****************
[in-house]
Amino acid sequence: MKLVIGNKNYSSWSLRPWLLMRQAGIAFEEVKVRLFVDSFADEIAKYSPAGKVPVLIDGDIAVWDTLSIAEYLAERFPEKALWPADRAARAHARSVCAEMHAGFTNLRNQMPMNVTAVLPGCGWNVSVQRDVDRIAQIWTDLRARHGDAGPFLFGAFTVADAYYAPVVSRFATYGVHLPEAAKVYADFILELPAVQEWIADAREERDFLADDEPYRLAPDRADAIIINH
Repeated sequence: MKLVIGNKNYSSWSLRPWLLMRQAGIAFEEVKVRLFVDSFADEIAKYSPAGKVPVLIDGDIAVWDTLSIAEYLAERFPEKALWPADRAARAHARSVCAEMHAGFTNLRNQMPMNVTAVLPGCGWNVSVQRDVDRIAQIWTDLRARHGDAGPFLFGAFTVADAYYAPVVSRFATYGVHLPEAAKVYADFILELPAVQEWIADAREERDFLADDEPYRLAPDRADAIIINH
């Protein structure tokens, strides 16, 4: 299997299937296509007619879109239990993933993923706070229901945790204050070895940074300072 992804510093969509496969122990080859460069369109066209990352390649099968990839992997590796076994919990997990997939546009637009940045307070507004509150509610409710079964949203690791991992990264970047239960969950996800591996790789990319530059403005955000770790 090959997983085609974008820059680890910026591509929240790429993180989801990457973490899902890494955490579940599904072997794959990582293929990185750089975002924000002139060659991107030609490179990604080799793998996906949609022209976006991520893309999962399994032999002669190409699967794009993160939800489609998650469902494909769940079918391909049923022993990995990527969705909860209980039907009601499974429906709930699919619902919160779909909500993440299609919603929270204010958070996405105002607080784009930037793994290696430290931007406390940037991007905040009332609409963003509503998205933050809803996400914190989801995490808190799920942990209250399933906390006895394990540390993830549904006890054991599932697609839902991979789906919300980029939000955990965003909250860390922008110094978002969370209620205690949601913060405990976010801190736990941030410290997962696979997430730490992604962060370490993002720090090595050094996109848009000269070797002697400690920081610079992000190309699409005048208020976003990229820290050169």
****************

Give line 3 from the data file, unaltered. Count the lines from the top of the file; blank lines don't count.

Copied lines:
Repeated sequence: MKLVIGNKNYSSWSLRPWLLMRQAGIAFEEVKVRLFVDSFADEIAKYSPAGKVPVLIDGDIAVWDTLSIAEYLAERFPEKALWPADRAARAHARSVCAEMHAGFTNLRNQMPMNVTAVLPGCGWNVSVQRDVDRIAQIWTDLRARHGDAGPFLFGAFTVADAYYAPVVSRFATYGVHLPEAAKVYADFILELPAVQEWIADAREERDFLADDEPYRLAPDRADAIIINH